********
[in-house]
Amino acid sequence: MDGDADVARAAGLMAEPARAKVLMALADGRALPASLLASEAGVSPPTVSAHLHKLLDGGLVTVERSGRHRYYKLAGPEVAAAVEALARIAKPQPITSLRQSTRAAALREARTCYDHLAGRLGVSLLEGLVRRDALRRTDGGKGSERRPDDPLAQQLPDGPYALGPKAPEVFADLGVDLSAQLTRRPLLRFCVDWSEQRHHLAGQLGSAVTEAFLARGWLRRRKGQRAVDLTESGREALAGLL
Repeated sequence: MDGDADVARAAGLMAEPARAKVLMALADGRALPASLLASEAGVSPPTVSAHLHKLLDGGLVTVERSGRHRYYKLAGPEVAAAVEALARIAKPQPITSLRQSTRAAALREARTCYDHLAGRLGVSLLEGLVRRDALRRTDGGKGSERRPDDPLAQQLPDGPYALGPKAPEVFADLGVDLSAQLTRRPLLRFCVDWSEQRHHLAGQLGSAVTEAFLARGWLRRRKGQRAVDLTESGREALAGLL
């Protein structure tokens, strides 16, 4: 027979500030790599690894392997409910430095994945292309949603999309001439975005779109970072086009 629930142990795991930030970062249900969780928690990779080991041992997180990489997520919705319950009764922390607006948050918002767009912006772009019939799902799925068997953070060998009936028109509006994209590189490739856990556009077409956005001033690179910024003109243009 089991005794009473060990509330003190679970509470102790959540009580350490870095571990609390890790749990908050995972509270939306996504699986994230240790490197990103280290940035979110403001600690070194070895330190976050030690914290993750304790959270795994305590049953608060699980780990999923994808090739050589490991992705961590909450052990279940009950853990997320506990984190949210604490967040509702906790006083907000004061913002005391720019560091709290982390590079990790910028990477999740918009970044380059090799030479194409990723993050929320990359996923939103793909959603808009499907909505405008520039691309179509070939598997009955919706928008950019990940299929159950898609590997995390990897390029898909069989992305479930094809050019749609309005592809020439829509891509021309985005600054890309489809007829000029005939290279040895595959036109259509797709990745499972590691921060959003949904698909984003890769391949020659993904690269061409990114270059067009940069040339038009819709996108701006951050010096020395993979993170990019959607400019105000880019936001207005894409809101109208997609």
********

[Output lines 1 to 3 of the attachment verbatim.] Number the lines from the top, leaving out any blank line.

[in-house]
Amino acid sequence: MDGDADVARAAGLMAEPARAKVLMALADGRALPASLLASEAGVSPPTVSAHLHKLLDGGLVTVERSGRHRYYKLAGPEVAAAVEALARIAKPQPITSLRQSTRAAALREARTCYDHLAGRLGVSLLEGLVRRDALRRTDGGKGSERRPDDPLAQQLPDGPYALGPKAPEVFADLGVDLSAQLTRRPLLRFCVDWSEQRHHLAGQLGSAVTEAFLARGWLRRRKGQRAVDLTESGREALAGLL
Repeated sequence: MDGDADVARAAGLMAEPARAKVLMALADGRALPASLLASEAGVSPPTVSAHLHKLLDGGLVTVERSGRHRYYKLAGPEVAAAVEALARIAKPQPITSLRQSTRAAALREARTCYDHLAGRLGVSLLEGLVRRDALRRTDGGKGSERRPDDPLAQQLPDGPYALGPKAPEVFADLGVDLSAQLTRRPLLRFCVDWSEQRHHLAGQLGSAVTEAFLARGWLRRRKGQRAVDLTESGREALAGLL